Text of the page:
EVIDENCE FOR AN OLIGOCENE YARLUNG-BRAHMAPUTRA CONNECTION AND CROSS SUTURE DRAINAGE FROM DETRITAL ZIRCON U-Pb AND εHf PROVENANCE ANALYSIS, NORTHERN INDO-BURMAN RANGES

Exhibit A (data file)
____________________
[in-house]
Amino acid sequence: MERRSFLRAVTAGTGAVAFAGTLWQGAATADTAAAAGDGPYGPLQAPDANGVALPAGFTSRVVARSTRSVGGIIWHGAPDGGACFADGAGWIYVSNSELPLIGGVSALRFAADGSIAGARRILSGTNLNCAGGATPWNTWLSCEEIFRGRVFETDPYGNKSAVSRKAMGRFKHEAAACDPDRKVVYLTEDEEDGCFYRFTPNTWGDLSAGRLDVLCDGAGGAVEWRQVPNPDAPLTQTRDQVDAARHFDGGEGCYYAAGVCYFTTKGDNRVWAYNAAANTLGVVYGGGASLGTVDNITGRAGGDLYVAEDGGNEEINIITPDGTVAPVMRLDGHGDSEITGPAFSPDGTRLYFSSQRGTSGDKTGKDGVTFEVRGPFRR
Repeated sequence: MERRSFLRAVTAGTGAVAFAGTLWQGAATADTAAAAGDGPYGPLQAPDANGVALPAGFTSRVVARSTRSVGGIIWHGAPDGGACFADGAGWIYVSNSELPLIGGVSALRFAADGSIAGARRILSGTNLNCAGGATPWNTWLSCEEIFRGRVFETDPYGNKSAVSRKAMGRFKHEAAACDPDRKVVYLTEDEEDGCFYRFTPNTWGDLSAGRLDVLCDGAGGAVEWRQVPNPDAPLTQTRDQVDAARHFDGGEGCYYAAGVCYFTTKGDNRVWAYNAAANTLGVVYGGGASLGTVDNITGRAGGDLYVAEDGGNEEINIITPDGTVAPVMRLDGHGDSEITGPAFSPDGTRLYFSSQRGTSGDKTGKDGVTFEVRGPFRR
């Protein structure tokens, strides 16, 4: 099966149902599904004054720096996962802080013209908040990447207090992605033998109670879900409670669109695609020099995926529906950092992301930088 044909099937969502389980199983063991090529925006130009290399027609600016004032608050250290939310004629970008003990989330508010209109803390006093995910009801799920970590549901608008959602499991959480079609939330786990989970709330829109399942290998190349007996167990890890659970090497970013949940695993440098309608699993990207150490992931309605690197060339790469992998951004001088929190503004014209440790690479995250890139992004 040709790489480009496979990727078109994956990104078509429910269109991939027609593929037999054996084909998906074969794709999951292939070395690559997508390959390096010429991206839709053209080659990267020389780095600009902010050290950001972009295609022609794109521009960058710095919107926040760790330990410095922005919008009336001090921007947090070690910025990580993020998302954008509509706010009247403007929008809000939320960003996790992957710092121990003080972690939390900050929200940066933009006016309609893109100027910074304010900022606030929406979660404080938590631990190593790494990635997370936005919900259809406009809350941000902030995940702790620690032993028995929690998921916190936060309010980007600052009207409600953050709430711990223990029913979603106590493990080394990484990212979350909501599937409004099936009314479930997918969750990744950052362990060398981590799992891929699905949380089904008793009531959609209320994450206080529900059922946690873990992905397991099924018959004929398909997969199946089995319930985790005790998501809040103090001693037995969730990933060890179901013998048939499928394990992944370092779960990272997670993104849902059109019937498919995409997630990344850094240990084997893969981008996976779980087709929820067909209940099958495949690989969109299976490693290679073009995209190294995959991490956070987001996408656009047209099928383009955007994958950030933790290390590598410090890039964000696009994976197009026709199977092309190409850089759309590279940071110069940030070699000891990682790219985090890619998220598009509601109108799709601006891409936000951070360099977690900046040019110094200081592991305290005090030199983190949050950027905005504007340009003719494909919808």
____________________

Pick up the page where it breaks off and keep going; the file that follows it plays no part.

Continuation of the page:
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The reorganization of continental-scale river systems is a fundamental control on the size and distribution of sedimentary basins along tectonically active plate boundaries. In the eastern Himalaya, river reorganization has been proposed as an explanation for modern drainage patterns and abrupt changes in foreland basin lithostratigraphy. Widespread application of detrital zircon (U-Th)/Pb geochronology by LA-ICP-MS identifies < 300 Ma Transhimalayan zircons sourced from Tibetan plutonic rocks in Miocene sedimentary deposits within the Siwalik and Indo-Burman basins. The presence of these Transhimalayan plutonic zircons implies the integration of the Yarlung River drainage system across the India-Eurasia continental suture prior to the Middle Miocene. We report that new ages acquired from detrital zircons of late Oligocene deposits of the northern Indo-Burman Ranges (IBR) have a percentage of < 300 Ma from < 20% in marine deposits to > 30% in terrestrial-coastal deposits. However, potential Gangdese pluton ages only constitute 2% of the total population, whereas population of this source is abundant in Miocene deposits. Zircon age populations are consistent with ancestral river drainage in the northern and eastern Transhimalayan plutons of the Bomi-Chayu and Dianxi-Burma region. Utilization of single grain εHf isotope analysis of ages < 300 Ma discriminates plutonic source of zircons, which provides paleo-river reconfiguration of the eastern Himalayan River systems. εHf values are coupled with (U-Th)/Pb ages; our data shows clustered between -20 to 20 for ages < 300 Ma. Clusters of points are located in the Lohit Plutonic Complex, Bomi-Chayu, and Dianxi-Burma plutons. εHf and (U-Th)/Pb values of collected samples points to a shift in provenance in coastal-terrestrial deposits of the late Oligocene. We interpret this shift as an integration of the Yarlung River in the Miocene causing an expansion of a localized drainage area to continental-scale.